Rejections are not fun, and nobody pretends like they are. The submitting/rejection phase is probably the worst part of being a writer, maybe second only the marketing/self promotion side once you do get published (but that’s a post for another day). But remember that every published author has been rejected many, many times before—and often, even after they’ve been published! So take heart, because you’re in good company. Rejections can be an opportunity to improve your skills as a writer and to strengthen yourself as a person. Keep at it, and don’t give up!

Also: I swear it wasn’t personal.

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Dennis Gaunt has worked as a slushpile reader for Deseret Book and Shadow Mountain publishers since 2000. All those years of reading other people’s words inspired him to take a crack at writing himself. His first book, Bad Guys of the Book of Mormon, was published in 2011, and he has since published other books and magazine articles in the LDS market, and has even recorded talks on CD for LDS youth and young adults.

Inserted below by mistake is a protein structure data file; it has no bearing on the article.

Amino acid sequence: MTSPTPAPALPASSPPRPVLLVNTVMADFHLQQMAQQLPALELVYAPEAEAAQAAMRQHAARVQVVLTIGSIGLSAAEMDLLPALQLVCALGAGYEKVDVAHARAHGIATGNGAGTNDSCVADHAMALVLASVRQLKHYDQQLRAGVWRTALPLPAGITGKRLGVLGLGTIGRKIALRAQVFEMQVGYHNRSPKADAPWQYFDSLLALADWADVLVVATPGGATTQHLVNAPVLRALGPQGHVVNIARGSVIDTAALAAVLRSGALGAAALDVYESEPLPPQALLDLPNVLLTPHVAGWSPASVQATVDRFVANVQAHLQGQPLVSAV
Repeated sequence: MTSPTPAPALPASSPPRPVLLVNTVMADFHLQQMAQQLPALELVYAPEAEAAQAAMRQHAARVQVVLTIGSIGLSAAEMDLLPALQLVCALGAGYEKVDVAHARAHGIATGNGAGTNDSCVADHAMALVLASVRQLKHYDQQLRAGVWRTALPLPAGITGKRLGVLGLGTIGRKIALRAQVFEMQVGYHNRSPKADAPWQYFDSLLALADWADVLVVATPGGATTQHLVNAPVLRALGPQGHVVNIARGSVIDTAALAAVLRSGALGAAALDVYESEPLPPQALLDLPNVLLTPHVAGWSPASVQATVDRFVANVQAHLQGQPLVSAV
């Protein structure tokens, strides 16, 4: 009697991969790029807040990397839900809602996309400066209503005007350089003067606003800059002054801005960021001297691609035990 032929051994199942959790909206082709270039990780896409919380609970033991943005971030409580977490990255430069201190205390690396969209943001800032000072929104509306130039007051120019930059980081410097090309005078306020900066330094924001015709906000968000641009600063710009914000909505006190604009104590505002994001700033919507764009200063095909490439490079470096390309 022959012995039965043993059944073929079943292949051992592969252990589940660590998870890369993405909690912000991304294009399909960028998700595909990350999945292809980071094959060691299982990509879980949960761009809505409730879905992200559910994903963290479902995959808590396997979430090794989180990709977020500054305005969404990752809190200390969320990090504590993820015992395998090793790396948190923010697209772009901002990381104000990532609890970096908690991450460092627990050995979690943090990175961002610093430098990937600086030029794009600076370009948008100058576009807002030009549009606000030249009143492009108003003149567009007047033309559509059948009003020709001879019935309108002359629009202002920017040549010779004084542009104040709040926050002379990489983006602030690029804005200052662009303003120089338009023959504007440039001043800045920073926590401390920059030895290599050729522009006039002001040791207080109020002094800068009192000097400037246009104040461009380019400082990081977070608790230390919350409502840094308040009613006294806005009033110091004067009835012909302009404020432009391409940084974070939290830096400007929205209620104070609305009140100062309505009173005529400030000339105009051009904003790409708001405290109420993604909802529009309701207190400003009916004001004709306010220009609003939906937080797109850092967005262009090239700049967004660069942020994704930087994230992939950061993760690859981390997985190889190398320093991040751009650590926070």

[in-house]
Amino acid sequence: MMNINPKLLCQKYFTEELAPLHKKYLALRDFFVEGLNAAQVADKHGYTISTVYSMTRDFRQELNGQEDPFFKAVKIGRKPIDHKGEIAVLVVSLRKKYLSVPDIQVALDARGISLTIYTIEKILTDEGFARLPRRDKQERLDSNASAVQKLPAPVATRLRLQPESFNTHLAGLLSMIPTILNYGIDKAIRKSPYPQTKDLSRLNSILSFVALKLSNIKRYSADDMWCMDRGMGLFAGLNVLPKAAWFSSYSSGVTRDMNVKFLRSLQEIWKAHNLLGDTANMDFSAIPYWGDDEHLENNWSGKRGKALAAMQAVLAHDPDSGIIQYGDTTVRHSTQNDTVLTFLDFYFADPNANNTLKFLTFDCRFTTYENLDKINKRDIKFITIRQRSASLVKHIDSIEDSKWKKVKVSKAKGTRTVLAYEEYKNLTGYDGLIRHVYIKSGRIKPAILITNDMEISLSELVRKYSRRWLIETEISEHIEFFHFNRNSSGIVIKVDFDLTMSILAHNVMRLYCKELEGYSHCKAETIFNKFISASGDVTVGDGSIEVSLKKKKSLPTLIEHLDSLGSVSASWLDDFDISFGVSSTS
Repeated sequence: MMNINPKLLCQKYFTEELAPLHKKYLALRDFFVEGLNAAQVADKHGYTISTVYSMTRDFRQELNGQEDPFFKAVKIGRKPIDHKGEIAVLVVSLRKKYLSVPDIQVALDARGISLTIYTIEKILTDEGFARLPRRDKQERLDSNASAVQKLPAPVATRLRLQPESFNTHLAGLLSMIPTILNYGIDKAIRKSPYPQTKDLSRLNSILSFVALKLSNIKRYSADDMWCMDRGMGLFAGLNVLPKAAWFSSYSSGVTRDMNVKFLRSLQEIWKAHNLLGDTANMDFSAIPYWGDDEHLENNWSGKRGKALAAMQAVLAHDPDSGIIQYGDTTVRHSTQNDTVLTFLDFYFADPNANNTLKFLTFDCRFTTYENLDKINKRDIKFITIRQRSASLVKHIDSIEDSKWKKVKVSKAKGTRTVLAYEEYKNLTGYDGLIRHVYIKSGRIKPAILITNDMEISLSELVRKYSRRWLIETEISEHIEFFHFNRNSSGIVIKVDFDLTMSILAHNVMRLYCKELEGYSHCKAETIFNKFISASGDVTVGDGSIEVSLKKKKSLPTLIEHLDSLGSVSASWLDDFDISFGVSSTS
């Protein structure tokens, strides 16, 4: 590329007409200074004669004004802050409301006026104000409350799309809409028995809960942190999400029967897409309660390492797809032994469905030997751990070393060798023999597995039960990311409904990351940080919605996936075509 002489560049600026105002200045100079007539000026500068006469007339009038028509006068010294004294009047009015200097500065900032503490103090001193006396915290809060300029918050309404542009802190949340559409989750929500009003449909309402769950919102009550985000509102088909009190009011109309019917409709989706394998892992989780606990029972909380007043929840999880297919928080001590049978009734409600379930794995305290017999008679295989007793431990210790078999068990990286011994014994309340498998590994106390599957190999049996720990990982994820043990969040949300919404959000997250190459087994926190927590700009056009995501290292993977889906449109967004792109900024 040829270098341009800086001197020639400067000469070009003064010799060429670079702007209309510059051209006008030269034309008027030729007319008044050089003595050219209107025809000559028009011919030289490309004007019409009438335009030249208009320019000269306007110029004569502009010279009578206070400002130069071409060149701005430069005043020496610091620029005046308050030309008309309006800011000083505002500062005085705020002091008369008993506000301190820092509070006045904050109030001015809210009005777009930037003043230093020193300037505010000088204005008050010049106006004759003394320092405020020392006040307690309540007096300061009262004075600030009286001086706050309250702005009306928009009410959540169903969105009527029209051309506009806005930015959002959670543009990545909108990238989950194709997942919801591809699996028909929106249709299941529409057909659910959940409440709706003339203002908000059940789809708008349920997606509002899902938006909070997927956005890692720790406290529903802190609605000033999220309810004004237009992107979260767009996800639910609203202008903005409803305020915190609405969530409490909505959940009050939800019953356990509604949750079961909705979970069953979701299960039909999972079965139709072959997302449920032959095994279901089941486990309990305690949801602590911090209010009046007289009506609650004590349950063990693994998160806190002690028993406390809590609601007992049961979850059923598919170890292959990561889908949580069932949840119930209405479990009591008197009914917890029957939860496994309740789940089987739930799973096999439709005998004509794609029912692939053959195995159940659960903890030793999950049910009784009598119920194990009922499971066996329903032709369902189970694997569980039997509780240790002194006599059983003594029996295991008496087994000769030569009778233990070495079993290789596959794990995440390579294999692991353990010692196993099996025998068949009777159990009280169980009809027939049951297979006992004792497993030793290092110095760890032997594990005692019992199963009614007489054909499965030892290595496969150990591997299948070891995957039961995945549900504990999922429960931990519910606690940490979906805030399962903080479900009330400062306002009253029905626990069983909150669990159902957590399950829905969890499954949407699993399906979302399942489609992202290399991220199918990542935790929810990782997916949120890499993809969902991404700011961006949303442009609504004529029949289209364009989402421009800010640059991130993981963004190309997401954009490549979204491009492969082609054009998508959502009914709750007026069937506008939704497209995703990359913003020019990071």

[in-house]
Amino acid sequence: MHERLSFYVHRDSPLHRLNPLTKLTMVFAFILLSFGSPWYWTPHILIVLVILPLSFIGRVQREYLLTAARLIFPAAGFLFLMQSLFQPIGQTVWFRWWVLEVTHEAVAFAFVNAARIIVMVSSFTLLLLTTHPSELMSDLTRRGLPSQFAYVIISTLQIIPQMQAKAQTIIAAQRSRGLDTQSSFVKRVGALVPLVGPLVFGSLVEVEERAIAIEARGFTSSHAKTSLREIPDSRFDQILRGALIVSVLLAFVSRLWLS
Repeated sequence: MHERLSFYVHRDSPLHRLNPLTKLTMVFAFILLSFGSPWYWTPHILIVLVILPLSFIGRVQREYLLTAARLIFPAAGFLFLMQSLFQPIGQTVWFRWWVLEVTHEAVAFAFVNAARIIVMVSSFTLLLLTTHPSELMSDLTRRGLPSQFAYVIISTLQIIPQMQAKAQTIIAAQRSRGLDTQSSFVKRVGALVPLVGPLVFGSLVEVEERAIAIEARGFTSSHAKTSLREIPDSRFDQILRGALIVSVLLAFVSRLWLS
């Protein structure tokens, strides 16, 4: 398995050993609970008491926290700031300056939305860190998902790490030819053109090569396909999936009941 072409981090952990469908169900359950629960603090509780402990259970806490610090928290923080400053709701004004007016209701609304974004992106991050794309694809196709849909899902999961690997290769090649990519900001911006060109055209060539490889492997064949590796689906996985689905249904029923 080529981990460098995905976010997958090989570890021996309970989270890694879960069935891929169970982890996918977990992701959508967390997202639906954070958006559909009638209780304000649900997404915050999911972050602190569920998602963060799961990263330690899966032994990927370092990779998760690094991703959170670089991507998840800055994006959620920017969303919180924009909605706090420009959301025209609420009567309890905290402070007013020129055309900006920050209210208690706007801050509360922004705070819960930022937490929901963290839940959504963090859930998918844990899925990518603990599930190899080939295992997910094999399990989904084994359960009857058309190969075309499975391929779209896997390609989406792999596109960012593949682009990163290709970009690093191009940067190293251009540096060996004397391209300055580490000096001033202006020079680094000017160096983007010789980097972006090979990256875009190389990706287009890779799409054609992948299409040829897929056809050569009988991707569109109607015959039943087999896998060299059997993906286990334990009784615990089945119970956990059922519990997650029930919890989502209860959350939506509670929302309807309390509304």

Though primarily a non-fiction writer (for now), he loves reading and talking about what makes great fiction stories work. His years of wading through the slushpile from the other side have given him a unique perspective on the writing and publishing processes, and he’s excited to be a part of Thinking Through Our Fingers.

Dennis lives in the Salt Lake City area with his wife, Natalie, who still has the text he sent her all those years ago that read “Holy cow–I think I’m writing a book!” In his spare time, he enjoys photography, playing the guitar, cooking (hold the onions, please), going to Disneyland, and Godzilla movies.